Tuesday, 18 October 2016

"Oliver" by Long Eaton Operatic Society
May Hall, Long Eaton.
I thought that this show would be good, but after the first song "Food Glorious Food" had been performed by the workhouse boys, I knew that I was wrong. The show was not good. The show was fantastic. It started that way and just got better and better.
You all know the story of "Oliver" so i won't give you the details of the story, I'll just get on with how fantastic this show was.
The set looked solid and was on multi levels, which gave the actors several entry and exit points, not limiting them to just left and right wings.
The lighting was colourful and really added to the colourful story as well as setting an air of mischief and danger when needed, creating just the perfect atmosphere. All thanks to Tom Olding for a wonderful lighting design and operation.
In the past there have been a few sound issues at May Hall with some of their shows. Tonight, I don't know what was done different but the sound was crystal clear. Thank you Andrew James for doing whatever you did. The sound mix between actor and orchestra was also perfect. You could hear every single word spoken and sang tonight.
The orchestra created a warm and rounded sound under the musical direction of Sam Griffiths. I son't normally pick out members of the orchestra, mainly because they are all so good, but I just adored the violin playing of Joy Gravestock, which was completely sublime.
Wonderful costumes for all,especially Fagin, thanks to Nottingham Community Wardrobe and LEOS themselves. Very colourful and true to the characters.
The choreography was magical, not least in the opening number and the rousing "Oom Pah Pah" which opened Act Two. A lot of hard work put in by choreographer Karen Woodhead.
Produced and directed by the award winning Siobhan Parker. Here's another big success under her belt.
I'd forgotten just what a big cast this show has, 50 to be precise but even when they were all on stage they didn't crowd each other out. A wonderful ensemble of boys; some taking to the stage for the first time and others seasoned board treaders. You know what, without reading the programme, you wouldn't know which were which as they were all so full of confidence and professionalism.
So to the main roles.....
This musical is full of double acts who work so well together and bounce off each other so well. Take Bumble and Widow Corney, played by Jack Draper and Claire Collishaw. Beneath the hard, bullying outer surface of Bumble lies an ebbing wave of bravado, especially when on the receiving end of the Widow. Great characterisation from both talented actors.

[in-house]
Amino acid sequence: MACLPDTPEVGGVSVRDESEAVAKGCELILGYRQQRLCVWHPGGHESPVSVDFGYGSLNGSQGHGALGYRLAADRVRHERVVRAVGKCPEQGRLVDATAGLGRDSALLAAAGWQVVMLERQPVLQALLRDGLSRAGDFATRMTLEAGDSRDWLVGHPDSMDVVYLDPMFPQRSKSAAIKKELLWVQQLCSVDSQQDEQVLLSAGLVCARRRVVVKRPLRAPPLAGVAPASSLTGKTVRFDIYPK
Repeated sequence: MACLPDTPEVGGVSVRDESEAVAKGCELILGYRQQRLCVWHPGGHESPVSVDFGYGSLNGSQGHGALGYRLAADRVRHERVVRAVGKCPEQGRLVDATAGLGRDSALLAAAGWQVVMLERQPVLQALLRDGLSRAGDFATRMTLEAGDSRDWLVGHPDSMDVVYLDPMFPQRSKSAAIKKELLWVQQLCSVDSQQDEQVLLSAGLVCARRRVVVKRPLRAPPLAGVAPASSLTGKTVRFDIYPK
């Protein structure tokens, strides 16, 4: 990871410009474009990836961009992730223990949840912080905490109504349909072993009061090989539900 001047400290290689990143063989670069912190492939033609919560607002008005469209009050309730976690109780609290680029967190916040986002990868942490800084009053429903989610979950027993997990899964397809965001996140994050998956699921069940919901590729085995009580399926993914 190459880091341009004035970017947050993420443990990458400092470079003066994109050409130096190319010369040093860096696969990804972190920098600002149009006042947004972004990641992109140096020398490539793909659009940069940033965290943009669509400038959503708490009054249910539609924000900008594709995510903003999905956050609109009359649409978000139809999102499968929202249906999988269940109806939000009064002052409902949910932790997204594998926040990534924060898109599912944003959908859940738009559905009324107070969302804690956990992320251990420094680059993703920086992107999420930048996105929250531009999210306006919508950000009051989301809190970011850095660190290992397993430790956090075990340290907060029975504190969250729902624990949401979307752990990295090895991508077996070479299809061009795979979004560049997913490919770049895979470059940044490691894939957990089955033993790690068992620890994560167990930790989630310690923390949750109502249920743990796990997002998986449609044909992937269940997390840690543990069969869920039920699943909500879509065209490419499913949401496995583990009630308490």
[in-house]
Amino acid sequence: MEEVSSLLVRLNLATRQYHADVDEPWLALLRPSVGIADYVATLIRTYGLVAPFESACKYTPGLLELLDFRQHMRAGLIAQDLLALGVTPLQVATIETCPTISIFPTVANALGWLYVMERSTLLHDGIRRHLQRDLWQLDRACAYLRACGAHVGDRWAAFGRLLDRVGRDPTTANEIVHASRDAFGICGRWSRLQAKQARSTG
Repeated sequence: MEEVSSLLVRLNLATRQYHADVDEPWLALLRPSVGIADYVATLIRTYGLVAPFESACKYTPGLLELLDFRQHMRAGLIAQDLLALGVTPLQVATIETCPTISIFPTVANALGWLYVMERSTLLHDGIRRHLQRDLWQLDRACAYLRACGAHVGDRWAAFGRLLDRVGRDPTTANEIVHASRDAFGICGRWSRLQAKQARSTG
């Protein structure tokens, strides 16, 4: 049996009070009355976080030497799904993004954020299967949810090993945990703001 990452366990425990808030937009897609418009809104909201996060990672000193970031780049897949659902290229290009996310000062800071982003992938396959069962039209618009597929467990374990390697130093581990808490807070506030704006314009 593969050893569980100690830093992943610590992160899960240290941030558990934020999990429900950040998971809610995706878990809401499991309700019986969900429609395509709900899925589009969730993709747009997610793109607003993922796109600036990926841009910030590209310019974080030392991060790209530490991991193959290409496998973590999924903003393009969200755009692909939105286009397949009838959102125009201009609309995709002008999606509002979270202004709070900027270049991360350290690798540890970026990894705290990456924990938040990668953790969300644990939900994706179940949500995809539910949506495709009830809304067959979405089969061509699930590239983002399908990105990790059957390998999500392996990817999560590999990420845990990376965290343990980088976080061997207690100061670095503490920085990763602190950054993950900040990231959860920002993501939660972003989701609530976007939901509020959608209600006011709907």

The same can be said of the funeral proprietors Mr & Mrs Sowerberry (Rob Byatt & Liz Woolley) a lovely little comedy act going on there.
The bullying Noah and Charlotte also made a good team, played by Jack Woolley and Tayla Evans.
Dominic Wood (Oliver) captured all of the vulnerability and innocence of the original Mark Lester and has a lovely emotive voice which got the hairs up on the back of my neck when he sang "Where Is Love".
Bailey West, who I last saw as Gavroche in "Les Miserables" at Derby Theatre brought back the cheek as The Artful Dodger in this one. He has a list of musical theatre roles already on his CV which stands him in good stead for becoming a brilliant young actor in the future.
Abigail Pidgeon was an absolute delight as Nancy, showing just a glimpse of the more wayward side of the character but mainly showing that unwavering love for her Bill, which ultimately led to Nancy's downfall. Abigail's version of "As Long As He Needs Me" was just stunning and heartfelt.
Katie Mac Donald played Nancy's friend, Bet. Another really fun and playful role.
John Paxton (Bill Sikes) was a real nasty piece of work, and I imagine was an absolute joy for John to play. He got as many "boos" as he did rounds of applause at the end. Obviously a testament to his acting skills there.
A few nice cameo roles in Mrs Bedwin and Dr Grimwig, played by Angela Walters and Martin Mould and Oliver's recently discovered Grandfather, Mr Brownlow, played by Lindsay Mould.
I'm not saying that I've saved the best for last as that would be unfair on the other actors but Lewis Haycock, you were amazing as Fagin. As a young actor, you made me believe that you were Fagin. You encompassed everything that Fagin should be. the "father figure" to the boys, the protector, the wide-boy as well as the vulnerable side of the man, worried of what would become of him in his old age. A class performance and a wonderful vocal performance as well. Everything about this character was bob on. Russ Abbot, Rowan Atkinson watch out there's another brilliant Fagin on your tails by the name of Lewis Haycock. This , I think has to be the best that I've seen Lewis perform, and I've seen him in several shows in the past few years.
"Oliver" is the show to see this week and is at May Hall, Long Eaton until Saturday 22 October 2016. Consider Yourself lucky to see this group because if you miss it, That's Your Funeral as it may not Be Back Soon.

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